In the world of fibers, textiles, and garments, the age-old battle is natural versus synthetic. Natural fibers—which are harvested from living organisms including plants, mammal hair, bird feathers, and bugs—are the original material, and have come to represent authenticity, comfort, and luxury. Synthetic fibers, on the other hand—which are usually made of petroleum products—are seen as the cheaper, more versatile and pragmatic alternative. But when it comes to the real, scientific differences between the two, you will see they both offer advantages in unexpected ways.
Traditionally, natural fibers such as wool, cotton, and silk are seen as the most comfortable and warm materials to use for textiles and garments. Artificial or synthetic fibers like acrylic, nylon, and rayon (which is artificial silk) are thought to be rougher, less breathable, and more irritating than their natural counterparts. Why is this?
While there are certainly inherent properties that make the different kinds of fibers feel different, most of the difference has to do with the way the products and fibers themselves are produced. Because natural fibers are typically more expensive and labor intensive to produce, more care it put into the textiles they are produced in order to justify a higher price tag. However, low-grade natural fibers can also contain impurities like dust that add a roughness to the material. Synthetic fibers, on the other hand, can be produced easily with a guarantee of complete purity. In the case of synthetic materials like micro-fiber, we can see that high-quality garments produced with synthetic fibers are capable of being just as luxurious and smooth as their natural counterparts.
Because they are borrowed from nature, rather than invented from scratch, there is a limit to the kinds of properties that natural fibers can provide. Thing like tensile strength, heat-resistance, and insulating properties are inherent to the fibers that we get from sheep, spiders, silkworms, and plants. This, of course is part of the appeal of natural fibers—they each have their unique qualities that suit particular garments and styles.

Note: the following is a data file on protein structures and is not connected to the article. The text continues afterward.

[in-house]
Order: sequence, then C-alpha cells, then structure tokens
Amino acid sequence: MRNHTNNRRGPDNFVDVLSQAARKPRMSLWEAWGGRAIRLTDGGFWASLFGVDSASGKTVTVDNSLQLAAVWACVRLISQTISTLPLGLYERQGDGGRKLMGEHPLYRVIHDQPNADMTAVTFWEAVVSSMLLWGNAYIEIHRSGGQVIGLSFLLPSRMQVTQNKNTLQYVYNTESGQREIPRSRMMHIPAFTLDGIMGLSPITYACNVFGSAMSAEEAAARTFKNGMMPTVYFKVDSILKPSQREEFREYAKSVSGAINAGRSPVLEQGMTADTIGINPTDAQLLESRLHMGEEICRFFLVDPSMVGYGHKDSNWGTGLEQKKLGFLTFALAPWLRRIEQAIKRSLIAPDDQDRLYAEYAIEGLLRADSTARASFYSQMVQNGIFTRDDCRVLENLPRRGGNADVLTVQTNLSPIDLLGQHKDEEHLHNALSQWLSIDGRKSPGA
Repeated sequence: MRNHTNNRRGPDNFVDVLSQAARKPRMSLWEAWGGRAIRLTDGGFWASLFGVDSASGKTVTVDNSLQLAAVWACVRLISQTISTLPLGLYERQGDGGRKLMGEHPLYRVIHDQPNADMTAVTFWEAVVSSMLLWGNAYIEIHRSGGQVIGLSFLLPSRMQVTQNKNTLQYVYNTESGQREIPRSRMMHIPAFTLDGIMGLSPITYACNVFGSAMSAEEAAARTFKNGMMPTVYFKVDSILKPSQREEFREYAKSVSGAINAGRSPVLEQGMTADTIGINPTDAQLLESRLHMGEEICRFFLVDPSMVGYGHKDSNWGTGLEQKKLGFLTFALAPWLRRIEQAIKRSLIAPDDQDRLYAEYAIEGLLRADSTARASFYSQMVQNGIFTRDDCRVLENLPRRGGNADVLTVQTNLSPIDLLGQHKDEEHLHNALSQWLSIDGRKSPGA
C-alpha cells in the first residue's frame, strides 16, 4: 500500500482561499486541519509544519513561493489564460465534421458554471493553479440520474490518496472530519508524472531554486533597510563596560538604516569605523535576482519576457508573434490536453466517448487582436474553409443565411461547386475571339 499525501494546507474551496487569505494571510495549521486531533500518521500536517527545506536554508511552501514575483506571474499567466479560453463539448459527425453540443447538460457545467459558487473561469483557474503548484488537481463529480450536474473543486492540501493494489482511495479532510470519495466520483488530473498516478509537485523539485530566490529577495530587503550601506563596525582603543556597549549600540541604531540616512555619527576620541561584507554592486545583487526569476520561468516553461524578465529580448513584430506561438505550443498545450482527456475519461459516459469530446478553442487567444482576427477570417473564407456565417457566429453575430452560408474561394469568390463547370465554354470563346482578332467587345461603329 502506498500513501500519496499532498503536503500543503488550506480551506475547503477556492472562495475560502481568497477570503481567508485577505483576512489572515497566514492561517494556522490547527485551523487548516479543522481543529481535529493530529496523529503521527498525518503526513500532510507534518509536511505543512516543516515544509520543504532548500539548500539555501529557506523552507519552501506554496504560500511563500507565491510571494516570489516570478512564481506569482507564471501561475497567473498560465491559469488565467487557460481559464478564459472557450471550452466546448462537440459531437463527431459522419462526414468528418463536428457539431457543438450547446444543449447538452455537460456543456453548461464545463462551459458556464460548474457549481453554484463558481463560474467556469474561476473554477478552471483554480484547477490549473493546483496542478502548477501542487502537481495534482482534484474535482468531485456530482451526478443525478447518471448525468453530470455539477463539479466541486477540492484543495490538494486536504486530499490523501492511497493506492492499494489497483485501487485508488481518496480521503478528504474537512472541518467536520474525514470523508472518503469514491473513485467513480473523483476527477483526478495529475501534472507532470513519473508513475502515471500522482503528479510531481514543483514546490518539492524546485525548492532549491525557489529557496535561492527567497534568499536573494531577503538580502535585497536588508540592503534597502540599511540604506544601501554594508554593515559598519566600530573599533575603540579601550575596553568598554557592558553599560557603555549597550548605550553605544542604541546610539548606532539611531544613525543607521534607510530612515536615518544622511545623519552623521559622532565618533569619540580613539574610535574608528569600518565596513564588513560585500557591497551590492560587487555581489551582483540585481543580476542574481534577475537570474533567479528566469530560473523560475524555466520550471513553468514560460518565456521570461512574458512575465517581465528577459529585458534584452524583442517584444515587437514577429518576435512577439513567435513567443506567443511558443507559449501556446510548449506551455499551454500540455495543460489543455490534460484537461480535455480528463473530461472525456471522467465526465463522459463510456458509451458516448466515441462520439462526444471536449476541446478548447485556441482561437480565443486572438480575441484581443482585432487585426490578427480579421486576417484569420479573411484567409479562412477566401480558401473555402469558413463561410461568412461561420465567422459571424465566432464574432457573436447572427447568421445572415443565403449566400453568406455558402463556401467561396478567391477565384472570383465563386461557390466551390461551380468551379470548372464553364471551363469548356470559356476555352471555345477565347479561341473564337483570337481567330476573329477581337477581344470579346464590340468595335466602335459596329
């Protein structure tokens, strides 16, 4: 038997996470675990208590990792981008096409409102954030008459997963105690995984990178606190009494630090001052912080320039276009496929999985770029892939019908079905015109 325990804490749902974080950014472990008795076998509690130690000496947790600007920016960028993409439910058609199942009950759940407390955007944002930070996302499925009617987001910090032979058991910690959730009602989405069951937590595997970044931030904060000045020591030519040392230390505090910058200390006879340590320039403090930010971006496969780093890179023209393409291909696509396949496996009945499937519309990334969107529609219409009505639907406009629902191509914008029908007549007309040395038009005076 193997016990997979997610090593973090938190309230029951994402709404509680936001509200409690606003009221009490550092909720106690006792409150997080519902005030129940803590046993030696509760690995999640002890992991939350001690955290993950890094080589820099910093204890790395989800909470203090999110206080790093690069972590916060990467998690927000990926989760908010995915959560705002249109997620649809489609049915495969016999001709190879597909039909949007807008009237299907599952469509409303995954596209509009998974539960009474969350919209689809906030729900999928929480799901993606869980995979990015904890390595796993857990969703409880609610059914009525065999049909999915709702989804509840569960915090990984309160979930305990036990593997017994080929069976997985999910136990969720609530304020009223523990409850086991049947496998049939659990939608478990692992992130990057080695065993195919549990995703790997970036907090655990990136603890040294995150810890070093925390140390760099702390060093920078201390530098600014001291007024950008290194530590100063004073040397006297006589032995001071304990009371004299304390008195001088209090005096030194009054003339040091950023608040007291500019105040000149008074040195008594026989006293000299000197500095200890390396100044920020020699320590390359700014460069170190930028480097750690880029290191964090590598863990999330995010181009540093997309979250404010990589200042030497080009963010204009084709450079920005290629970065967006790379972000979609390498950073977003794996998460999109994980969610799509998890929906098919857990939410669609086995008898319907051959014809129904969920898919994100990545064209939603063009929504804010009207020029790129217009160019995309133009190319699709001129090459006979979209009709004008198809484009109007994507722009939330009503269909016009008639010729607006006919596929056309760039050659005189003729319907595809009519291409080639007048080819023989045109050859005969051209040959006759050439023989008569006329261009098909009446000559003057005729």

Synthetic fibers lack this singular essence. Since they are created in a lab, synthetic fibers are developed to suit whatever product they are made for. In luxury garments, synthetic fibers can be produced to be extraordinarily soft with a gentle give to them, seen in the case of materials like spandex. When they are used for ropes, for instance, synthetic fibers can be developed to have great tensile strength and resilience. In fact, synthetic fibers are often developed to emulate the most desirable properties of natural fibers—such as QMONOS, a synthetic clone of spider silk that is stronger than steel!
Natural fibers, if only by virtue of their name, are generally associated with better industrial practices, hearkening a pastoral time before waste and chemicals began to ravage the environment. Synthetic fibers, on the other hand, which are basically petroleum-based, are associated with the oil industry, which industry has arguably the greatest carbon footprint in the world. So it’s easy to assume that synthetic fibers would be the bad guy here, and that natural fibers are more sustainably and ethically produced.
However, research into the respective carbon footprints of each fiber reveals that this is not exactly the case. Recently, the outdoor apparel company Patagonia launched a “footprint assessment” of the fibers it uses, with the assumption that the synthetics would be overwhelmingly worse for the environment. According to Rick Ridgeway, vice president of environmental initiatives at Patagonia, “[t]he biggest footprint and impact of all was traditionally grown cotton and its use of pesticides and insecticides.”
In the end, it turns out that a lot of the negative stereotypes about synthetic fibers are not strictly accurate. In fact, synthetic fibers offer a lot of advantages over natural fibers in a variety of applications. So which is better? The truth is that neither can or will ever replace each other in the world of textiles. As long as people enjoy iconic garments made from natural fibers like denim jeans and silk scarves, the natural fiber industry will always have a place in culture. But don’t be afraid to buy that polypropylene jacket just because it’s cheaper—it was probably designed to be warmer and more eco-friendly to boot!